This was the first HK film to make $1 million (HK) at the box office. This insured Wang Yu was a hot property.
Cheh was one hell of a master when it comes to films and this movie is one more of his excellent and highly entertaining works!
There is a surprise in the ending. I will only say a number of Shaw movies are just stopped at the end, this one has a resolution. The viewer doesn’t know if it’s good or bad, until they watch this great Chang Cheh directed and molded film!
JJ Hatfield’s Rating: 8.5/10
By Mighty Peking Man
When the Golden Sword School is attacked, a student sacrifices his life to defend his teacher and peers. In return for his heroic efforts, the teacher of the school promises to accept the dying man’s only son, Feng, as a student. Years later, Feng (a much older version, played by Jimmy Wang Yu), now the school’s most skilled student is an outcast. Other students are jealous of the extra treatment Feng gets from their teacher, so they constantly make fun of – and pick fights – with him every chance they get. On a snowy night – just as Feng decides to leave the school, blaming himself for the others’ attitudes towards him – he crosses paths with the mean-spirited students. They insist on challenging him, Feng rejects and in the process, his right arm is sliced off.
Feng manages to escape and is rescued by a farm girl, who aids in healing him. However, Feng is depressed, especially when he learns how helpless he is without his right arm. He soon gains hope and starts practicing a new method of fighting, which consists of his dad’s broken sword and a mysterious martial arts manual that is half-burned. Using the skills he has learned from his school, the mysterious manual, and adapting to the fact that he only has one arm, he develops his own unique style and becomes one of the most deadly fighters in the martial world.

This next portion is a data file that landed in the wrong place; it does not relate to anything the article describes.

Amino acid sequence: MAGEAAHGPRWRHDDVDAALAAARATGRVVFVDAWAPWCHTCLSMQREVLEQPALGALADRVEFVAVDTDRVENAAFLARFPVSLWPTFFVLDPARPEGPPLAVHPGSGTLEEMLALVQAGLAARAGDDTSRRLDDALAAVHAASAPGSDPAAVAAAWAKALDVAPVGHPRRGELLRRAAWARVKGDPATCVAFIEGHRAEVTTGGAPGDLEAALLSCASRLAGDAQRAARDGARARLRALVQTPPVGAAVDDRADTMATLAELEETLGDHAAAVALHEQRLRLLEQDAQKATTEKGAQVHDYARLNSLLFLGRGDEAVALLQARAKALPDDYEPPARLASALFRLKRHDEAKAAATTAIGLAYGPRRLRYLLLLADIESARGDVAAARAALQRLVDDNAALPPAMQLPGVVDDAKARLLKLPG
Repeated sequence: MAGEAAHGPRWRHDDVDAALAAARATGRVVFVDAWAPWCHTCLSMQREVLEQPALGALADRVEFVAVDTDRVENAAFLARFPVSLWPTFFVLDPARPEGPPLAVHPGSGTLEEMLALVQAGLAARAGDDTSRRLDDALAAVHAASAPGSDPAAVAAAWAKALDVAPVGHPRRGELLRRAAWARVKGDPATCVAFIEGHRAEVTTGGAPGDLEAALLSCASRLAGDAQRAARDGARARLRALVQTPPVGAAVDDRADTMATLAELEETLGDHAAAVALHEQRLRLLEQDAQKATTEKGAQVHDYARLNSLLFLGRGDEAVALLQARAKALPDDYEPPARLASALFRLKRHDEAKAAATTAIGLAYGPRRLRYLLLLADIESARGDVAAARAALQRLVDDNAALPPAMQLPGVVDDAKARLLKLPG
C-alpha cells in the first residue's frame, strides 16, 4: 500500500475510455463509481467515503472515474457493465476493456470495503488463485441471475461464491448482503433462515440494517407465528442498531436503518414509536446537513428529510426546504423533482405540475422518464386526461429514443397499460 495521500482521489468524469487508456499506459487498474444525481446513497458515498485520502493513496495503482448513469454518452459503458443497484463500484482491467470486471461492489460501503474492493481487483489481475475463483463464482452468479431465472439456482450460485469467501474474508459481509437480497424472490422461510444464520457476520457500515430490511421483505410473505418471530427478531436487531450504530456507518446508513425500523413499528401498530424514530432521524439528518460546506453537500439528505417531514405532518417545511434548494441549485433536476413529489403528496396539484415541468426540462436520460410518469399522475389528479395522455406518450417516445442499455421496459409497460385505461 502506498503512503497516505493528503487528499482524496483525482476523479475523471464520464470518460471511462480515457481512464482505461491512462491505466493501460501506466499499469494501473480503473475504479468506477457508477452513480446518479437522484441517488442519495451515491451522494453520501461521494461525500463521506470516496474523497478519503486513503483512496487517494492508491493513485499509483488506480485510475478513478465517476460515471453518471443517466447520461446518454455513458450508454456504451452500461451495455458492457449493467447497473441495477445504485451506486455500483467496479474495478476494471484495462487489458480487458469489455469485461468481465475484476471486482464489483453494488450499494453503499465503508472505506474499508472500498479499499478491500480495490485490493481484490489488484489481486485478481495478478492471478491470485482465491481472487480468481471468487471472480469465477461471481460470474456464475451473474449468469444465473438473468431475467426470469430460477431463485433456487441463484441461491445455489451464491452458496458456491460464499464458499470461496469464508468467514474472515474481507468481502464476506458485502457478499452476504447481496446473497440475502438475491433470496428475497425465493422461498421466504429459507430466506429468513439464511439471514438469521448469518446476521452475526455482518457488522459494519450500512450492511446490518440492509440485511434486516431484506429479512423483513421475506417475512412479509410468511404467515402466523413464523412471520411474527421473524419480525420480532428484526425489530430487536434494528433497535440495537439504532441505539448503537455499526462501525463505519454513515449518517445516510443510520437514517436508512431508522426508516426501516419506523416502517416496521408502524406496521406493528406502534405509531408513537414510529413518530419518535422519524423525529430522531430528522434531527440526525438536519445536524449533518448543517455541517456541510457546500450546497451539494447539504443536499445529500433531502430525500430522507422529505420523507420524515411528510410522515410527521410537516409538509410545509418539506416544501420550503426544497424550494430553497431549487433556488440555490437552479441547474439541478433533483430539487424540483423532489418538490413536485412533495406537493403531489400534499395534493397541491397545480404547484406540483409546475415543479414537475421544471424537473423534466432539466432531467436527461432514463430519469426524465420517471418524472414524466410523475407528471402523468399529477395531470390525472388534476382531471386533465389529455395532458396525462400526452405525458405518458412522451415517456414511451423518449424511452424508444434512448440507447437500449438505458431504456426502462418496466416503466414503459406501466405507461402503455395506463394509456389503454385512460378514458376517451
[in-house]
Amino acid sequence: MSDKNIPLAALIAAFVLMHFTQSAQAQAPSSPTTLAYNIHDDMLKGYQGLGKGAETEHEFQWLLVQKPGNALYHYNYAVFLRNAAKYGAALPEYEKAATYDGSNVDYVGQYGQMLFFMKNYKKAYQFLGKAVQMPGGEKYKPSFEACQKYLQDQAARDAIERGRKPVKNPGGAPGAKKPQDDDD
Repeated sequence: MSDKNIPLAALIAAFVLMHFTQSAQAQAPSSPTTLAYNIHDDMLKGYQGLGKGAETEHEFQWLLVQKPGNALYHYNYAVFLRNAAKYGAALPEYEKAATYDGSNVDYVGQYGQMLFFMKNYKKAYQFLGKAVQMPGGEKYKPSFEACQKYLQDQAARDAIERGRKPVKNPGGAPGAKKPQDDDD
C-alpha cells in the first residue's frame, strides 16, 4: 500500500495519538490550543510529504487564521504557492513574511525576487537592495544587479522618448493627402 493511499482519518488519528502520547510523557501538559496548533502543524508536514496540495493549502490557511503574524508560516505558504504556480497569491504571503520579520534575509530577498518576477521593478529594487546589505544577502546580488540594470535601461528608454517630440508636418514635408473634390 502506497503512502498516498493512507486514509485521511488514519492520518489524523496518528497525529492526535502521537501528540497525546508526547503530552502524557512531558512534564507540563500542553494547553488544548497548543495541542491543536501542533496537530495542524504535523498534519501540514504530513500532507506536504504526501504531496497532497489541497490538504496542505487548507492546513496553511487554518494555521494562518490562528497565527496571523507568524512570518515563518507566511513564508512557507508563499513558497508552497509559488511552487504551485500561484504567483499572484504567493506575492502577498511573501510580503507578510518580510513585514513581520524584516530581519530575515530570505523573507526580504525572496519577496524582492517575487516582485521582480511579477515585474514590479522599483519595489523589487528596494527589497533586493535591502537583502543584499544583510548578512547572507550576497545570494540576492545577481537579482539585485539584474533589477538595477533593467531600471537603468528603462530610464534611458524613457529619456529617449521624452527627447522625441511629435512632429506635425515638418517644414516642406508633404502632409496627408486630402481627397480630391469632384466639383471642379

Feng’s skill is put to the test when he learns that his old school is, once again, under attack by the same evil clan, opposing an even larger threat than ever before…
While everyone was rushing into theatres watching Jet Li fly around like a multicolored Peter Pan in “Hero,” I was sitting at home in my underwear, watching a film called “One-Armed Swordsman” – directed by Chang Cheh and starring Jimmy Wang Yu, at their ultimate best. It’s films like these that redefined the martial arts genre, even a few years before Bruce Lee would add his own touch. Yeah, it was made in 1968 and the fight scenes were not exactly swift and technical compared to today’s standards; but I can tell you right now, this film has more balls and feels more like a martial arts movie than any overproduced Yuen Woo Ping-ized and/or Ching Siu Tung-ized flick in the last 5 or so years.
I forgive Jimmy Wang Yu for “Killer Meteors” and “Fantasy Mission Force.” In fact, even his most noted post-Shaw Brothers classics like “Master of the Flying Guillotine” are shit in disguise compared to what he offers us in “One-Armed Swordsman.” Sure, he’s one of the most unskilled on-screen fighters of all time (in fact, he’s never had any formal martial arts training at all). He’s also one of the most notorious (“They call them Triads…” – Stanley White). Wang Yu’s performance in this film is stellar; and it’s no wonder why he practically became a household name and one of Shaw Brothers’ most valuable properties. Robbed by Bruce? Probably not. Underrated achievement? I’d say so. Basically, if you want to see the role that Jimmy Wang Yu was probably born to play, look no further.
And what’s there to say about director Chang Cheh that I haven’t already said in past reviews? The guy was a fucking filmmaking genius, plain and simple. “One-Armed Swordsman” is just another example of a solid, action-packed classic that can only be done the way Chang Cheh can.
Mighty Peking Man’s Rating: 9/10